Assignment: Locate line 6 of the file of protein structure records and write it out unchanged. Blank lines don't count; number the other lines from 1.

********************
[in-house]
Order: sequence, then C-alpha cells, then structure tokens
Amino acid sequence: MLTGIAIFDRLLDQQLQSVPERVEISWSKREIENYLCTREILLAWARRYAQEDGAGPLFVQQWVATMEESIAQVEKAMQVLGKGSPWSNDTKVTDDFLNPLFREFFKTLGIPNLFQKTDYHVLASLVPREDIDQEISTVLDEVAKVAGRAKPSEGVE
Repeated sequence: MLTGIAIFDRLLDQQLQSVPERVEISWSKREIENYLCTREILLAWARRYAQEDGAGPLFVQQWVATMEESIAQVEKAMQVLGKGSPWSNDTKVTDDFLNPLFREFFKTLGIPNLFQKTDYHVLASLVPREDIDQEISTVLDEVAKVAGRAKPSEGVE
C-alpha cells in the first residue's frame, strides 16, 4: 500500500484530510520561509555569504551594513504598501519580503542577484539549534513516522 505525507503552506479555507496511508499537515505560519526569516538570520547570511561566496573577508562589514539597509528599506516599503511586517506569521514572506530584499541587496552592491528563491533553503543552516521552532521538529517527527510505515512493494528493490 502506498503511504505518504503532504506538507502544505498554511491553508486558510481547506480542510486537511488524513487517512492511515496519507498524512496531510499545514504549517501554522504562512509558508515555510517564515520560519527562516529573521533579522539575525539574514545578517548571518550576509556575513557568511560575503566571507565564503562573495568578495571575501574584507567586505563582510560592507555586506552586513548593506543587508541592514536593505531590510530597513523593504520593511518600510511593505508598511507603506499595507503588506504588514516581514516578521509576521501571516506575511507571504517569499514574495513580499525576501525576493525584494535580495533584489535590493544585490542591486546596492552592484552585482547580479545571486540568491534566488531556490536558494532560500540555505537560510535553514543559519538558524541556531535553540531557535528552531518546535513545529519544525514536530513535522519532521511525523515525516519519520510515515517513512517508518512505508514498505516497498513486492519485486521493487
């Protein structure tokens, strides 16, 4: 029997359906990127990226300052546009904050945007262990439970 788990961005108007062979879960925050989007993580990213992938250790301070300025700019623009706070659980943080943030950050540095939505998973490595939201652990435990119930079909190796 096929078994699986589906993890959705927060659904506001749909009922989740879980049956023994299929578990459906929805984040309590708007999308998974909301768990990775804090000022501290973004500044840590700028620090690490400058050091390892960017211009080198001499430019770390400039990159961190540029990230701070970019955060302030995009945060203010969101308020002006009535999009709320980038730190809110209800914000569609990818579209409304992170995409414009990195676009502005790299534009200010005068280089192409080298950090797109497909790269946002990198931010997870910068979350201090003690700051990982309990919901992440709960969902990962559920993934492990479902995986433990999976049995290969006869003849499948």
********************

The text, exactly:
């Protein structure tokens, strides 16, 4: 029997359906990127990226300052546009904050945007262990439970 788990961005108007062979879960925050989007993580990213992938250790301070300025700019623009706070659980943080943030950050540095939505998973490595939201652990435990119930079909190796 096929078994699986589906993890959705927060659904506001749909009922989740879980049956023994299929578990459906929805984040309590708007999308998974909301768990990775804090000022501290973004500044840590700028620090690490400058050091390892960017211009080198001499430019770390400039990159961190540029990230701070970019955060302030995009945060203010969101308020002006009535999009709320980038730190809110209800914000569609990818579209409304992170995409414009990195676009502005790299534009200010005068280089192409080298950090797109497909790269946002990198931010997870910068979350201090003690700051990982309990919901992440709960969902990962559920993934492990479902995986433990999976049995290969006869003849499948």